May 15, 2020 – By Tess Hardy
Fundraisers are doing the most to give back to the NHS, restoring hope in health and humanity.
During these dark and difficult times, it’s imperative that we try and spread as much colour and creativity as we can. A growing number of initiatives have successfully been raising funds, fostering awareness for the NHS through crowdfunding. Not only do they aim to protect healthcare workers against the virus; they are also brightening up our community and lifting people’s spirits in the process.
We’ve spoken to those who are creatively supporting the NHS and explored how others can get involved. Collectively, we can make a difference to help those in times of need.
Uniform Tote Bags for NHS Staff
A tote bag is a wardrobe must-have at the best of times, but who knew it would become one of the most sought-after hospital accessories of 2020?
Katie Dougan has been a junior sister for two and a half years and is currently working in a Covid unit in A&E in Brighton. As the main spread of Coronavirus is by taking off your equipment and uniform in the wrong way, Katie decided to create cotton tote bags for NHS staff to prevent the risk of contamination. Having had to previously use plastic bags to transfer clothing, which aggravates the virus, you can now sling the whole bag of uniform straight into the washing machine as soon as you get home.
What started out as a small fundraiser, with a goal to help provide for her A&E department of 400 staff, has now gone viral, giving her the opportunity to discuss her campaign on BBC South East news, raising further awareness. Prior to this, Katie said,
“I was constantly being abused in work because of waiting times and not enough staff or room for patients…now everyone’s being really appreciative, it’s a full 360.”
Having never sewn before learning from YouTube, it takes her 10 minutes per bag and she can make up to 30 in a day, using colourful fabric with bold patterns and prints from Aldi. She encourages people to get involved and give sewing a try. Check out our step-by-step video of how to make a tote bag below and visit Katie’s fundraiser here.
For the Love of Scrubs
Another amazing initiative is, For the Love of Scrubs, founded by A&E nurse, Ashleigh Linsdell, tackling the national shortage of scrubs. Donations are used to purchase appropriate materials before getting them out to volunteers making scrubs for NHS teams. In just one week, they gained 14,000 volunteers and snowballed into a UK-wide movement. The group’s Facebook page has now accumulated over 53K members.
Clothing designer, Jade Page, is one of the valued volunteers making a difference to the daily work life of our NHS heroes. When we spoke with Jade, she said,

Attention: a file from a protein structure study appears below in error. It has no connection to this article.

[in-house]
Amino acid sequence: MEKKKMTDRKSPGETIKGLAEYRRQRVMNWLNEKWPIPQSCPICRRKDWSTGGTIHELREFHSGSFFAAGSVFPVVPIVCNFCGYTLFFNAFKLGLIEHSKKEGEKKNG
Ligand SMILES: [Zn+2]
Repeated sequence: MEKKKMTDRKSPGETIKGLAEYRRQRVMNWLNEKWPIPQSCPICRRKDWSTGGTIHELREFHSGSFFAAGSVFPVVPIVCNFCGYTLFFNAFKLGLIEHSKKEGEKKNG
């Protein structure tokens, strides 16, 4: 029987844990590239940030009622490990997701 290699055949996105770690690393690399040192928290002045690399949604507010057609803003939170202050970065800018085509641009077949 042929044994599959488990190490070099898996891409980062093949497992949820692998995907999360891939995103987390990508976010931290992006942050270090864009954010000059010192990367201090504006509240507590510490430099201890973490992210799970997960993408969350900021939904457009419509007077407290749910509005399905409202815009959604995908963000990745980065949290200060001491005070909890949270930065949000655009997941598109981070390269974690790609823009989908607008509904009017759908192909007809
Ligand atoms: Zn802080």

“I want to look back on this time and think that I did something worthwhile, even if it was only small.”
Her light blue scrub sets have gone to Peterborough hospital. The bright coloured sets, made out of old duvet covers and children’s bed sheets, are uplifting and fun. They bring joy to nearby hospices. So far, she’s totalled 15 sets and 6 wash bags by printing patterns out online and sourcing fabric from friends and family.
For the Love of Scrubs have raised an astonishing £37,858 via their Just Giving fundraising page to date. If you’d like to volunteer, contact them on their Facebook page here.
Face Masks in Fashion
One of our favourite designers is fashion graduate, Amina Martucci, who’s been in the creative industry for seven years and has her own brand specialising in unisex knitwear and accessories.
Since lockdown, she’s been using swatches of material from previous collections to make face masks for those feeling uneasy going without one. Each mask holds a story and sentimental value for her personally.
You can view Amina’s face masks on Depop here.
State of the Art
Of course, we can’t forget the art lovers! Chris Shea is a London based street artist known as State of the Art, from Shirley, Croydon, who’s spray painting garages, houses and buildings with Banksy-style murals.
His iconic ‘Rainbow Boy’ was inspired by the current surge of children’s paintings and watching his son grow. Having dozens of these dotted around the neighbourhood is a fitting tribute and permanent reminder of the positivity emerging from this pandemic.
Chris’ talent has certainly not gone unnoticed; he’s raised £15,831 for the NHS, with a percentage from Rainbow Boy t-shirts going to St. Christopher’s Hospice in Croydon.
Our collective conscience to help NHS heroes is blossoming. The beautiful array and abundance of colour and creativity gives ongoing glimmers of hope in a situation lacking a sense of security. By continuing to spread colour, joy and compassion beyond the pandemic, I am hopeful our efforts to help humankind will live on.